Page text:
I'm positive the DSM V will have a diagnosis for me, once it's released. The boredom isn't for lack of things to do. I'm busy morning until night. But it's uninspired time at a relatively uninspired job. More on that in a future posting, maybe.
I have a few pictures to share. A few summer happenings. Things like ... It was my birthday on Saturday. I turned 27.
For the 7th time, but whatever, who's counting? (O, right. Me.)
But for now I'm too lazy to download those pictures so, for now, Book Club catchings up because I have been very errant in doing so. (By the way, I can't write about literature worth beans, hence the ever present "blurb from the back").
Time Before Last: The Help, Kathryn Stockett.
Blurb From the Back: There is no blurb from the back. There is a rather long jacket description, so here's a snippet, "Twenty-two-year-old Skeeter has just returned home after graduating from Ole Miss ... Aibileen is a black maid, a wise, regal woman raising her seventeenth white child ... Minny, Aibileen's best friend, is short, fat, and perhaps the sassiest woman in Mississippi... Seemingly as different from one another as can be, these women will nonetheless come together for a clandestine project that will put them at risk. And why? Because they are suffocating within the lines that define their town and their times."
Verdict: 100 stars out of a possible 5 from everybody. Ok, we don't use stars. But we all gobbled this book up and appreciated the complex motivation of each character. It'll get read again by the summer's end. What can I say? We all loved it. Go read it.
Last time: Night, Elie Wiesel.
Blurb From the Back: "Born in the town of Sighet, Transylvania, Elie Wiesel was a teenager when he and his family were taken from their home in 1944 to the Auschwitz concentration camp, and then to Buchenwald. Night is the terrifying record of Elie Wiesel's memories of the death of his family, the death of his own innocence, and his despair as a deeply observant Jew confronting the absolute evil of man."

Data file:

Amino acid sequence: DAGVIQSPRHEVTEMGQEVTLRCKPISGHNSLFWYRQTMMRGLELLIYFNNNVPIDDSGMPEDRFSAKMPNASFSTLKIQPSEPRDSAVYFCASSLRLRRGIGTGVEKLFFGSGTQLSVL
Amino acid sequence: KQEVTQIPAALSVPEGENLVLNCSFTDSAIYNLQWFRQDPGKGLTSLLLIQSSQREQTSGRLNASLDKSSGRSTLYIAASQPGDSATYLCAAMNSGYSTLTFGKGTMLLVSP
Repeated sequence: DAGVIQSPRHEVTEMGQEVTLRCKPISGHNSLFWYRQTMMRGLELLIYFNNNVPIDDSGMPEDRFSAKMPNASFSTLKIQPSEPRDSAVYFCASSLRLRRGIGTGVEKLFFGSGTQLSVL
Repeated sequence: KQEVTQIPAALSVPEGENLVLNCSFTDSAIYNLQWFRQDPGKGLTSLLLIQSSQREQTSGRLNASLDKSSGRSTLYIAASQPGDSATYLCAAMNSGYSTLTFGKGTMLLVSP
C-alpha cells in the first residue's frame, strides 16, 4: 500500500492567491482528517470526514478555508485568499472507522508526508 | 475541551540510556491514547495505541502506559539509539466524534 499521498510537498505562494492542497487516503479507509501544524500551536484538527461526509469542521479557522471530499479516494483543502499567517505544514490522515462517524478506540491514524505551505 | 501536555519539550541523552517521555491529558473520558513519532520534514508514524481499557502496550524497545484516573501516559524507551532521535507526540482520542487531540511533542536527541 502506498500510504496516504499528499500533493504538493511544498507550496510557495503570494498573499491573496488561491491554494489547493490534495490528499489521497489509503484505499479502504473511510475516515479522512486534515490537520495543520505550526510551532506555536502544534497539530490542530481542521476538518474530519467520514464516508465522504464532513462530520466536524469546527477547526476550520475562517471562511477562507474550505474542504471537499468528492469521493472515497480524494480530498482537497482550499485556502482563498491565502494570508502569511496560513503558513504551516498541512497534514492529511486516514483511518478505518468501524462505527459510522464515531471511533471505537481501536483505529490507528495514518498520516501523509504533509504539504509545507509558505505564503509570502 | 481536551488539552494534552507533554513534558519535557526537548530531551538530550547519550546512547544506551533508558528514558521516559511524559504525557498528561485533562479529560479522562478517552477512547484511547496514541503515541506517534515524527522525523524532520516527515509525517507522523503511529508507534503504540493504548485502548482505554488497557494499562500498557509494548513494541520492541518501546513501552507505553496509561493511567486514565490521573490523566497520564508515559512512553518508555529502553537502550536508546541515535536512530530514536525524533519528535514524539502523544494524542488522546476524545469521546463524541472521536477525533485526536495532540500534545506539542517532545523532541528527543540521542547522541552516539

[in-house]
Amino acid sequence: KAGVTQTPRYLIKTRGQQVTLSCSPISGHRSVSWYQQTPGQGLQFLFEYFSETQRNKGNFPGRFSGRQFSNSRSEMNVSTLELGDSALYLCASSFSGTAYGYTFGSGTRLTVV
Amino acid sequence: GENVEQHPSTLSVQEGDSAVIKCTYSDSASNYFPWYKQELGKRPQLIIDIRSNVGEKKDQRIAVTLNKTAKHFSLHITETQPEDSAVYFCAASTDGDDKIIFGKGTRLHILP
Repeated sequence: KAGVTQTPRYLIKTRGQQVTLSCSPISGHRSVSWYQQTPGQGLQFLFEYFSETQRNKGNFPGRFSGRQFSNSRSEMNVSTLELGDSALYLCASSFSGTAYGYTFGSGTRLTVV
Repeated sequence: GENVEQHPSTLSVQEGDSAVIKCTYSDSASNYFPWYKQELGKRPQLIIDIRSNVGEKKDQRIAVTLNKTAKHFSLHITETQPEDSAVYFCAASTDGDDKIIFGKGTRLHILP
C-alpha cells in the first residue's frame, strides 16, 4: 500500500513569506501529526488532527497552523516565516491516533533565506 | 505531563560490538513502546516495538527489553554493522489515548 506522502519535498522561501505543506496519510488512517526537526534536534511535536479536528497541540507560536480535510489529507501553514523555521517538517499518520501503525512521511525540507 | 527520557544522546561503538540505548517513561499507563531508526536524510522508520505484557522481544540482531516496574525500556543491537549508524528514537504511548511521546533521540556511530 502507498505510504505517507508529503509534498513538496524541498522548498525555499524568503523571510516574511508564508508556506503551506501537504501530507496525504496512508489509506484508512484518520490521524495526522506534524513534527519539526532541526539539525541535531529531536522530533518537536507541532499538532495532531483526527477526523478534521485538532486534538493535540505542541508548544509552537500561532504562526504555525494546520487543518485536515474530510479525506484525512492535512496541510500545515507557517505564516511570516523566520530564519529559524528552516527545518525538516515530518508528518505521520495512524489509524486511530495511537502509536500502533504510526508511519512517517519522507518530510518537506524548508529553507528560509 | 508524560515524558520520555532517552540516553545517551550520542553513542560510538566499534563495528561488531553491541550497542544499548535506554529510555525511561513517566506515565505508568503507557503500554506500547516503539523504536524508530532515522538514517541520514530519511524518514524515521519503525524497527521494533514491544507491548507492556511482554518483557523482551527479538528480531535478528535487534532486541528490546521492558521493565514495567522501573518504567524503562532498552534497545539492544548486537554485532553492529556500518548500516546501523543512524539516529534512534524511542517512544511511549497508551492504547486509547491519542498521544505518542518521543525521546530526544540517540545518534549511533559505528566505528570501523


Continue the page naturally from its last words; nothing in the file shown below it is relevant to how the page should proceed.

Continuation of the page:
Verdict: This is an extremely difficult book to get through, said Captain Obvious. The events Wiesel describes are humanity at its absolute worst and I repeatedly had to slow down and make myself read every sentence, every word. I kept speeding up, as if by doing so, I could make the darkness less real. We would all recommend it ... or, rather, when you are ready, you should read it.
Next time: Zazen, Vanessa Vaselka.
And I also finished: The Wind Up Bird Chronicle, Haruki Murakami. Mr. Murakami is too smart for me. I only started to catch on at the very end, and then I felt foolish. And embarrassed. And a little cheesed. It takes some brain power, but if you like books that feel like acid trips (which I actually have no frame of reference for), it's the book for you.
And I just ordered: Counseling Treatment for Children and Adolescents With DSM IV TR Disorders, 2nd Edition. Holy Soybeans, that was an expensive book.
I probably won't recommend that one. Heard the ending's a little ambiguous.
So ... I have a little bit of free time this summer.